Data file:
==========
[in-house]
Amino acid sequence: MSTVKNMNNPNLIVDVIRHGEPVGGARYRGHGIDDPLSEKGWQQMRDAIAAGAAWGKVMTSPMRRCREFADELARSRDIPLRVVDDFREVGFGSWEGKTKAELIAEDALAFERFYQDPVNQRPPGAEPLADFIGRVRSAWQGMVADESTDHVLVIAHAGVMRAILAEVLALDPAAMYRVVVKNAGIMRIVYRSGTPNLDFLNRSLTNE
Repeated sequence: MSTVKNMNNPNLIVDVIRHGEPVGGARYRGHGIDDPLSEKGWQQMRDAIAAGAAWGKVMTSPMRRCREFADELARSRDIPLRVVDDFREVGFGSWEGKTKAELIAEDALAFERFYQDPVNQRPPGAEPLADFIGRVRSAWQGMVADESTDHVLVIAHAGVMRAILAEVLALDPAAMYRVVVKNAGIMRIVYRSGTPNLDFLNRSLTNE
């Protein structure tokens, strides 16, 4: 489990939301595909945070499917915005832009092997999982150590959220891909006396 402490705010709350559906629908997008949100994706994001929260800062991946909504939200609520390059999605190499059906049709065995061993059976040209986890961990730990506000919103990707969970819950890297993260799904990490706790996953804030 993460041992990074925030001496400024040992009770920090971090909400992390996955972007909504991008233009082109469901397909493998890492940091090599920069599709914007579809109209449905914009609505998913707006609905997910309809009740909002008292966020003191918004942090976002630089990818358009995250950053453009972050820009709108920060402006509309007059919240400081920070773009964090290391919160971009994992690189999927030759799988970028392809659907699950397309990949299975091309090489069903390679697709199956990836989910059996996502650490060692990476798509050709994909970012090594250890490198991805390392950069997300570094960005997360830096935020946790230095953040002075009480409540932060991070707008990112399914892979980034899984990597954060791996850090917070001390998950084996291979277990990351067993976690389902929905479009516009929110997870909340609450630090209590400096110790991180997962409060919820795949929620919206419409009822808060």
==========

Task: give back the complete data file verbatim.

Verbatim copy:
[in-house]
Amino acid sequence: MSTVKNMNNPNLIVDVIRHGEPVGGARYRGHGIDDPLSEKGWQQMRDAIAAGAAWGKVMTSPMRRCREFADELARSRDIPLRVVDDFREVGFGSWEGKTKAELIAEDALAFERFYQDPVNQRPPGAEPLADFIGRVRSAWQGMVADESTDHVLVIAHAGVMRAILAEVLALDPAAMYRVVVKNAGIMRIVYRSGTPNLDFLNRSLTNE
Repeated sequence: MSTVKNMNNPNLIVDVIRHGEPVGGARYRGHGIDDPLSEKGWQQMRDAIAAGAAWGKVMTSPMRRCREFADELARSRDIPLRVVDDFREVGFGSWEGKTKAELIAEDALAFERFYQDPVNQRPPGAEPLADFIGRVRSAWQGMVADESTDHVLVIAHAGVMRAILAEVLALDPAAMYRVVVKNAGIMRIVYRSGTPNLDFLNRSLTNE
């Protein structure tokens, strides 16, 4: 489990939301595909945070499917915005832009092997999982150590959220891909006396 402490705010709350559906629908997008949100994706994001929260800062991946909504939200609520390059999605190499059906049709065995061993059976040209986890961990730990506000919103990707969970819950890297993260799904990490706790996953804030 993460041992990074925030001496400024040992009770920090971090909400992390996955972007909504991008233009082109469901397909493998890492940091090599920069599709914007579809109209449905914009609505998913707006609905997910309809009740909002008292966020003191918004942090976002630089990818358009995250950053453009972050820009709108920060402006509309007059919240400081920070773009964090290391919160971009994992690189999927030759799988970028392809659907699950397309990949299975091309090489069903390679697709199956990836989910059996996502650490060692990476798509050709994909970012090594250890490198991805390392950069997300570094960005997360830096935020946790230095953040002075009480409540932060991070707008990112399914892979980034899984990597954060791996850090917070001390998950084996291979277990990351067993976690389902929905479009516009929110997870909340609450630090209590400096110790991180997962409060919820795949929620919206419409009822808060």